The Utah County Health Department has determined that “jumping on trampolines is not safe” after reviewing a string of injuries from jump gyms since 2009. The department proposed regulations this summer that have angered some jump gym owners.
Owners and managers were especially up in arms about one line in the proposal: “No somersaults or flips.”
If the proposals pass, the regulations would “drastically change the experience of customers,” said Aaron Cobabde, owner of Get Air Hang Time.
Lance Madigan, spokesman for the Utah County Department of Health, said concerned physicians at Utah Valley Regional Medical Center approached the department with cases of serious injuries the jump gyms were turning out.
UVRMC has tracked jump gym injuries dating back to 2009. From June 2009 to October 2012, there were 57 injuries in Utah County jump gyms. Of those injuries, 52 occurred after April 2011.
“What you’re dealing with is not your typical backyard trampolines,” Madigan said. “These are high power, industrial trampolines that can be easily misused if people aren’t educated in how to use them.”
Officials at the UVRMC asked the health department to look at safety regulations of the facilities and the first aid training of jump gym employees.
“We need to figure out if there really is a problem, as UVRMC says, or if it’s not as bad as it sounds, as the jumping gym owners say,” Madigan said.
Provo resident Kim Holman ruptured his knee, tore two tendons and dislocated his tibia at Get Air Hang Time earlier this month. According to Holman, the employees staffed at that time were “kids” in their early 20s offering “piggy back rides” to his car.
Holman, at the county’s health board meeting this month, asked that requirements be set for handling injured patrons and for the kind of medical equipment that needs to be on hand.
Aaron Cobabe, owner of Get Air Hang Time, stated that his employees were at Holman’s side within the minute, followed injury procedure and offered to called 911, which Holman declined due to lack of insurance.
In his jump gym, all of Cobabe’s employees are trained in first aid. Get Air Hang Time checks their equipment on a regular basis and has “a safety video, signs everywhere, rules on the board,” which include no diving, no double bouncing and only one person in the foam pit at a time.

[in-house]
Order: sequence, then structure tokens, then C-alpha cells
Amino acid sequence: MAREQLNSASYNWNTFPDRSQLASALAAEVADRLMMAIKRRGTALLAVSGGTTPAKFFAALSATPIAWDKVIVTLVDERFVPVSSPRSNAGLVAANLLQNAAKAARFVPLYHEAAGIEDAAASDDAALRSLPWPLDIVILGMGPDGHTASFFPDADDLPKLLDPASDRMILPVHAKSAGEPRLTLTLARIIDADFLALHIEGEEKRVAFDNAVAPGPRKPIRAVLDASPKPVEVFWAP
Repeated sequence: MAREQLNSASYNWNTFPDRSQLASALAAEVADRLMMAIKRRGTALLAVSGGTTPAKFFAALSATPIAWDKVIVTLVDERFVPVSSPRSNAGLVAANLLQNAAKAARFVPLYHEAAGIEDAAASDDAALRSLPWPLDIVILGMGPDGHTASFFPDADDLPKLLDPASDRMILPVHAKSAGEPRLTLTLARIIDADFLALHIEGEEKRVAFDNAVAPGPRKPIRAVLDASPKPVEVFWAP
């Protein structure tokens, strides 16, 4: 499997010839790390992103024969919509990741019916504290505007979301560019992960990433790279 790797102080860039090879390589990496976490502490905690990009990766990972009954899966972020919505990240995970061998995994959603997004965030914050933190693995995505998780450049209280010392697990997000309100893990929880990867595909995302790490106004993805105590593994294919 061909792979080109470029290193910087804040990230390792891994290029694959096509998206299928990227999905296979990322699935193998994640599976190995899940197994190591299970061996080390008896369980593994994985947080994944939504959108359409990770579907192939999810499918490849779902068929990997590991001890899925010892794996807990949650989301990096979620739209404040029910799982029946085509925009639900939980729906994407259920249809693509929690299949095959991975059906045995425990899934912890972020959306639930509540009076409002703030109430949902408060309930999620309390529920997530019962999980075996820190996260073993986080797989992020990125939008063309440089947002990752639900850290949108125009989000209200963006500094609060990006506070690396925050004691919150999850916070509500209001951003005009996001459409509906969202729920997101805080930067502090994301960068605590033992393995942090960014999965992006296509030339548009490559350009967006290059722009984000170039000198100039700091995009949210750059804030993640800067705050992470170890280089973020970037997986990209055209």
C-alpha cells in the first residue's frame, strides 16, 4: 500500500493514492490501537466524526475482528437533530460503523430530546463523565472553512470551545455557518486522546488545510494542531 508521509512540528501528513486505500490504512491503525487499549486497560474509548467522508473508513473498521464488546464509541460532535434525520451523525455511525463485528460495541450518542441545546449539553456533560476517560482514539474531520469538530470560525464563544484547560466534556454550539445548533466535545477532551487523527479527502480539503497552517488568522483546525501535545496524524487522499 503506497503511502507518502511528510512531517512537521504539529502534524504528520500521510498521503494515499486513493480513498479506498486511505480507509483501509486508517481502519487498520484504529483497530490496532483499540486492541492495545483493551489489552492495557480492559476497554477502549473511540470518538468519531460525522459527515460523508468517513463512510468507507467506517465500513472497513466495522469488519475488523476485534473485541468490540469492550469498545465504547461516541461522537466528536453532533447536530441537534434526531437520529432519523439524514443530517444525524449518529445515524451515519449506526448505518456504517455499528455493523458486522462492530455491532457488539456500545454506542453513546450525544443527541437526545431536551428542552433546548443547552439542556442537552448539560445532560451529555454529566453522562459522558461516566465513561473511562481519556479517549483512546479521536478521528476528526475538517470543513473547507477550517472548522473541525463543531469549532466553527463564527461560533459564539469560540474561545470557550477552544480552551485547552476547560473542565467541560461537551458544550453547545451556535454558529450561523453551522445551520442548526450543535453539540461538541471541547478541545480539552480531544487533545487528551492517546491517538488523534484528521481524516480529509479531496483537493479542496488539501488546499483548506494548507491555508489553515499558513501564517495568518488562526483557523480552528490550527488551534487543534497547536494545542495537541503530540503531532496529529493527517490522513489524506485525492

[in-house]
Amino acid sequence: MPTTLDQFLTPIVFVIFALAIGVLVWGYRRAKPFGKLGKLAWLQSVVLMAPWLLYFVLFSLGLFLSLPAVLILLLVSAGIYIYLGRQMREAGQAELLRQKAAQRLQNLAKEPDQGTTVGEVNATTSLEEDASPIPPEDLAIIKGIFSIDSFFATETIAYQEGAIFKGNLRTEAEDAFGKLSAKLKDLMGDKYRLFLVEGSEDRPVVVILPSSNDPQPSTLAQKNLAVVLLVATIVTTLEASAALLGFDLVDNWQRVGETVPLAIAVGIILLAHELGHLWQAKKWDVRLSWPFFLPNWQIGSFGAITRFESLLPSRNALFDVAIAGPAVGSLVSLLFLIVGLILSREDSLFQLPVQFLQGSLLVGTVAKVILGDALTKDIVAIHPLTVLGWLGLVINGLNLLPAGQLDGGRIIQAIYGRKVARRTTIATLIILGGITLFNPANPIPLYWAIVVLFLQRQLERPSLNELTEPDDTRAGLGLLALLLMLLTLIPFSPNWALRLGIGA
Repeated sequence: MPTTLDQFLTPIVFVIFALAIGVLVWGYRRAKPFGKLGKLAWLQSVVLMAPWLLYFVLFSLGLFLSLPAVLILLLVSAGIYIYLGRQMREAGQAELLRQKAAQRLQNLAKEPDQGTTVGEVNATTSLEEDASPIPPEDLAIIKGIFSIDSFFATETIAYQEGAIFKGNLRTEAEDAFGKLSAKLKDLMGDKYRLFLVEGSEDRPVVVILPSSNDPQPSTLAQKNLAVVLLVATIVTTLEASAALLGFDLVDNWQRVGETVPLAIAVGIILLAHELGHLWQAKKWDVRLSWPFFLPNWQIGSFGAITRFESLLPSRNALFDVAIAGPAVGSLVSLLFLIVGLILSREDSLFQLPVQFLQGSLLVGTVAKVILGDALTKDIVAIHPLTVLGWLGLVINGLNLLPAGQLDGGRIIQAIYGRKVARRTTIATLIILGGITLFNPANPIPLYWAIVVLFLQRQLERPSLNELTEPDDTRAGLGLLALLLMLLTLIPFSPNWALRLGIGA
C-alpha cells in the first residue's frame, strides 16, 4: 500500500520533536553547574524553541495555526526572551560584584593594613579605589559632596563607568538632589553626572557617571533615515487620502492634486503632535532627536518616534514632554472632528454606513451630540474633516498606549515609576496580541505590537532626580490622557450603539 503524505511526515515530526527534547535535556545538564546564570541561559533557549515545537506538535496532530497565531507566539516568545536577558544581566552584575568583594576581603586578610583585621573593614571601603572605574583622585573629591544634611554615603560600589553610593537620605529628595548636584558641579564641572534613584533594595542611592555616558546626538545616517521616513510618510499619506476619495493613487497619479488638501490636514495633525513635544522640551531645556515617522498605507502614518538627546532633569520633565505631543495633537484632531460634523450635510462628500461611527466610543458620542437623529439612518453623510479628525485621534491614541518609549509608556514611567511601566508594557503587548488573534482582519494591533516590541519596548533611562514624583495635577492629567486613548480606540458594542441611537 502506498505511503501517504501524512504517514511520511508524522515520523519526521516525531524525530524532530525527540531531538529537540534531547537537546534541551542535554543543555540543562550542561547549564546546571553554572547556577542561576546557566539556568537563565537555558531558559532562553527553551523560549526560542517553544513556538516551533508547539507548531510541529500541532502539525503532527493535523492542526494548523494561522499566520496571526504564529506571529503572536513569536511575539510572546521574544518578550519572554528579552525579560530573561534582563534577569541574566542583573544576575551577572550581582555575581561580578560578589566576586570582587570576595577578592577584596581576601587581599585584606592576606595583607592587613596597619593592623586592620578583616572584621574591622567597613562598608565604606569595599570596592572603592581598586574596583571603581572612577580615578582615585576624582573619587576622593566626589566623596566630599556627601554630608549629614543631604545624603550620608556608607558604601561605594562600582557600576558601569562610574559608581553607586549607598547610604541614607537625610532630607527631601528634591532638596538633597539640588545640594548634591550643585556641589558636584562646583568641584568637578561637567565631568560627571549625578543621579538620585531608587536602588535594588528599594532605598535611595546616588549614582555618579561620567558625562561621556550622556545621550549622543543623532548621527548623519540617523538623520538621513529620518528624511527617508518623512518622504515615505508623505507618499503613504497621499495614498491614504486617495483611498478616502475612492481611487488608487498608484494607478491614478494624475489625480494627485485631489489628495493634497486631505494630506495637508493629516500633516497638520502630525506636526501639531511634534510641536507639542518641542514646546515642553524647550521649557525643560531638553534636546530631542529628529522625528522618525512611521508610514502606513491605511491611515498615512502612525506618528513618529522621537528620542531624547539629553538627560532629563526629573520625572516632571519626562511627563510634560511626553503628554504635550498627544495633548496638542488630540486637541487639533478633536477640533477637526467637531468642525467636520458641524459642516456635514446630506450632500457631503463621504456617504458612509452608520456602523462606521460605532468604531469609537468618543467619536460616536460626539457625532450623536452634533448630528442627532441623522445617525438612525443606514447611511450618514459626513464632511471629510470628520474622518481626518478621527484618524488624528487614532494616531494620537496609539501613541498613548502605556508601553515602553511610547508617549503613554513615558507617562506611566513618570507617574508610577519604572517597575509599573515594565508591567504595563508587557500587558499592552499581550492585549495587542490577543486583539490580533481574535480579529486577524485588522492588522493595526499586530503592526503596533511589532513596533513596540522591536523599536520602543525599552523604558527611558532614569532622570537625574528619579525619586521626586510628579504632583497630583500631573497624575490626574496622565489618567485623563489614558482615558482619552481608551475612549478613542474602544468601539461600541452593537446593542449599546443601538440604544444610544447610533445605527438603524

“Our first step is making sure people know the risks,” Cobabe said.
Cobabe said the industry’s major injury rate is 0.07 per thousand, a lower rate than most popular sports.
“Death or paralysis is very rare in trampoline parks,” he said. “We haven’t had any injuries related to doing flips or to having more than one person on a trampoline. … You have to understand there are risks, and there are greater risks if you don’t follow the rules.”
Each gym in the county has a waiver that customers must sign listing out the possible injuries associated with jump gyms.
Misty Uribe, general manager of Lowes Xtreme Air Sports, doesn’t believe the proposal will “shut anyone down,” but she’s still worried the Utah County Health Department will overstep its bounds.
“We’re just concerned if those recommendations (regarding somersaults and flips) become requirements,” Uribe said.
Uribe also called into question how serious injuries are defined.
“What does ‘serious’ mean? They need to clarify. A broken bone?” she asked.
According to Uribe, only one broken bone has been reported during the last 50,000 or so visits to Lowes Xtreme Air Sports.
“It just seems unfair that they’re targeting us,” Uribe said. “Hospitals are seeing only the injuries, but they don’t see out of how many people go in and out totally fine.”
Small adjustments have been made to the original proposal since it was made, according to Madigan. A second review will be held Sept. 2 at the regularly scheduled Board of Health meeting. The public is welcome to attend, comment and make suggestions.